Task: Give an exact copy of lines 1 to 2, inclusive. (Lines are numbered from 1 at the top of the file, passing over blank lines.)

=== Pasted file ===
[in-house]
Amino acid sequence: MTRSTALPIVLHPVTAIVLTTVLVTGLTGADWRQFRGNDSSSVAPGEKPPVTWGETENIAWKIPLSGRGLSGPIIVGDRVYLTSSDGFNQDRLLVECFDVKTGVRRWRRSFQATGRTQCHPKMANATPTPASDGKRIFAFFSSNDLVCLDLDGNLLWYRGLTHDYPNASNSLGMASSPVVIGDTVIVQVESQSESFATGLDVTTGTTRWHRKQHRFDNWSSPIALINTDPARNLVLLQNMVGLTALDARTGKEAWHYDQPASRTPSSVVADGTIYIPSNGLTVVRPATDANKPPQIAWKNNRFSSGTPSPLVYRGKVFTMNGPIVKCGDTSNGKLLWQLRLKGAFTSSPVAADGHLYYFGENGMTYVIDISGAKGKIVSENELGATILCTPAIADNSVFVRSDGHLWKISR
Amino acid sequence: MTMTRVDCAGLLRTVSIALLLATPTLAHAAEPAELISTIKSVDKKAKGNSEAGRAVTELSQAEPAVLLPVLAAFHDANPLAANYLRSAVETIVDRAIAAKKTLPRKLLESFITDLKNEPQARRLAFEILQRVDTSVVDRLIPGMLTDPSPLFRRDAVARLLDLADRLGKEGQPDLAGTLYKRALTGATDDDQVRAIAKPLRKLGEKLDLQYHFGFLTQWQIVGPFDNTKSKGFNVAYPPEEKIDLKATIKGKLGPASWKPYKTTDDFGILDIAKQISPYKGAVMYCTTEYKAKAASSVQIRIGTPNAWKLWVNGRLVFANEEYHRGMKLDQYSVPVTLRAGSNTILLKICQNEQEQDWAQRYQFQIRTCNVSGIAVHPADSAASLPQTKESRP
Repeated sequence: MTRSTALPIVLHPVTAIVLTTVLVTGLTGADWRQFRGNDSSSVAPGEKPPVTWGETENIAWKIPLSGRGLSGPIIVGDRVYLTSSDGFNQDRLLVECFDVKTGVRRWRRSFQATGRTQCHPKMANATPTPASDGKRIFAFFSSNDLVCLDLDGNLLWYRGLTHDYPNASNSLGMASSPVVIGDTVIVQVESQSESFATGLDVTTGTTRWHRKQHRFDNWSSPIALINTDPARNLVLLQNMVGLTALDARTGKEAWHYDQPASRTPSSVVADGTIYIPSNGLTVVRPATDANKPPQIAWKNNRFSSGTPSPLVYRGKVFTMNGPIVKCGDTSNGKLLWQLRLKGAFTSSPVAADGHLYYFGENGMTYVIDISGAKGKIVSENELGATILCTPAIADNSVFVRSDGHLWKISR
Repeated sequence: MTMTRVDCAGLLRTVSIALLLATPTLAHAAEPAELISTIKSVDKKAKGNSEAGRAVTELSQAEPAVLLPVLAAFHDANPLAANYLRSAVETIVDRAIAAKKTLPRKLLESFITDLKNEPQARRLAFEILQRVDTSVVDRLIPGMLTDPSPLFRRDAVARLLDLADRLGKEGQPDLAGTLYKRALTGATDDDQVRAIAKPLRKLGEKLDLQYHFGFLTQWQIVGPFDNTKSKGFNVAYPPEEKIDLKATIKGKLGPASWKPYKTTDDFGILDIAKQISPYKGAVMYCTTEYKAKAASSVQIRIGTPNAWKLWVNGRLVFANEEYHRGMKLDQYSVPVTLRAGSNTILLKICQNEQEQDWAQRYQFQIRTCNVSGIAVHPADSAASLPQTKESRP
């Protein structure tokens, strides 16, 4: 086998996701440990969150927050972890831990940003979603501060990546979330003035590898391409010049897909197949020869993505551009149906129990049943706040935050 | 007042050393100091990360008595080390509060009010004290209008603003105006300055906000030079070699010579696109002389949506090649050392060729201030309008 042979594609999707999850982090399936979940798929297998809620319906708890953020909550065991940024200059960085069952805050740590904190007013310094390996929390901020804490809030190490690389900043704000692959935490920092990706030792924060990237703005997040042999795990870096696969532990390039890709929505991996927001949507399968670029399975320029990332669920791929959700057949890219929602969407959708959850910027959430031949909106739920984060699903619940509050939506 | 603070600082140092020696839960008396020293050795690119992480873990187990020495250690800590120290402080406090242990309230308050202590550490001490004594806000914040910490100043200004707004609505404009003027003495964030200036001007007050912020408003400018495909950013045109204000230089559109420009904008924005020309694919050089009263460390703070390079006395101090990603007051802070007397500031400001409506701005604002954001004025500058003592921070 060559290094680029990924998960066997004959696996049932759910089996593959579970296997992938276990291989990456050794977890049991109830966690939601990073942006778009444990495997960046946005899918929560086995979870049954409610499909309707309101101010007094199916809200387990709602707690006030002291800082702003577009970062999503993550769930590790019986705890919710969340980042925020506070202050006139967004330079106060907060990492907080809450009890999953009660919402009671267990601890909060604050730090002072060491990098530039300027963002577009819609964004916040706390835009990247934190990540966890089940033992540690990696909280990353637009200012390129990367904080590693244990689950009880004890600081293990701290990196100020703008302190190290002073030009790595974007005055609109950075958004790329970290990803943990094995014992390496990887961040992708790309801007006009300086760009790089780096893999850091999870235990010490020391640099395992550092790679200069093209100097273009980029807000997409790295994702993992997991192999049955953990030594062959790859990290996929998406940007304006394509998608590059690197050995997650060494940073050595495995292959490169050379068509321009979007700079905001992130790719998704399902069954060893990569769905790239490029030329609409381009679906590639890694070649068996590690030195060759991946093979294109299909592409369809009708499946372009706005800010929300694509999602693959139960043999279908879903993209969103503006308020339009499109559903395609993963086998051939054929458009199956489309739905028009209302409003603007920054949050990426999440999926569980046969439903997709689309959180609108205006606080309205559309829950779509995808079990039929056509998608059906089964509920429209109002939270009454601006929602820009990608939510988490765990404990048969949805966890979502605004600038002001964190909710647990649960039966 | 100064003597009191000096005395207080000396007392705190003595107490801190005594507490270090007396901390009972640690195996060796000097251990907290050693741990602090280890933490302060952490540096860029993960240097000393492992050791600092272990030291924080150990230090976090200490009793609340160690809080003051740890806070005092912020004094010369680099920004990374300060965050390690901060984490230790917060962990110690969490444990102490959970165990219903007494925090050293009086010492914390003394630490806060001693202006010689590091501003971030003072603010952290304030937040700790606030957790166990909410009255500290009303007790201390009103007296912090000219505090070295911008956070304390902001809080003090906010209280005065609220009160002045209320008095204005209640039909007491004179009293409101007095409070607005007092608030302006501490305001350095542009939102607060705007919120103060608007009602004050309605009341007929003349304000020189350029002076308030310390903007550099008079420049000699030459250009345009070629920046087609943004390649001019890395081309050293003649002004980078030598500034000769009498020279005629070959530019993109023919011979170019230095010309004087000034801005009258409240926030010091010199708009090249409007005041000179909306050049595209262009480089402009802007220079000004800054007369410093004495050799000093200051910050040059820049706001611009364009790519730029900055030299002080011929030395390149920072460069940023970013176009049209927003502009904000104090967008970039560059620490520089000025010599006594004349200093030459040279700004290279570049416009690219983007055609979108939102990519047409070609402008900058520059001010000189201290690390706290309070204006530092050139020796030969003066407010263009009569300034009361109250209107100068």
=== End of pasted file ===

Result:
[in-house]
Amino acid sequence: MTRSTALPIVLHPVTAIVLTTVLVTGLTGADWRQFRGNDSSSVAPGEKPPVTWGETENIAWKIPLSGRGLSGPIIVGDRVYLTSSDGFNQDRLLVECFDVKTGVRRWRRSFQATGRTQCHPKMANATPTPASDGKRIFAFFSSNDLVCLDLDGNLLWYRGLTHDYPNASNSLGMASSPVVIGDTVIVQVESQSESFATGLDVTTGTTRWHRKQHRFDNWSSPIALINTDPARNLVLLQNMVGLTALDARTGKEAWHYDQPASRTPSSVVADGTIYIPSNGLTVVRPATDANKPPQIAWKNNRFSSGTPSPLVYRGKVFTMNGPIVKCGDTSNGKLLWQLRLKGAFTSSPVAADGHLYYFGENGMTYVIDISGAKGKIVSENELGATILCTPAIADNSVFVRSDGHLWKISR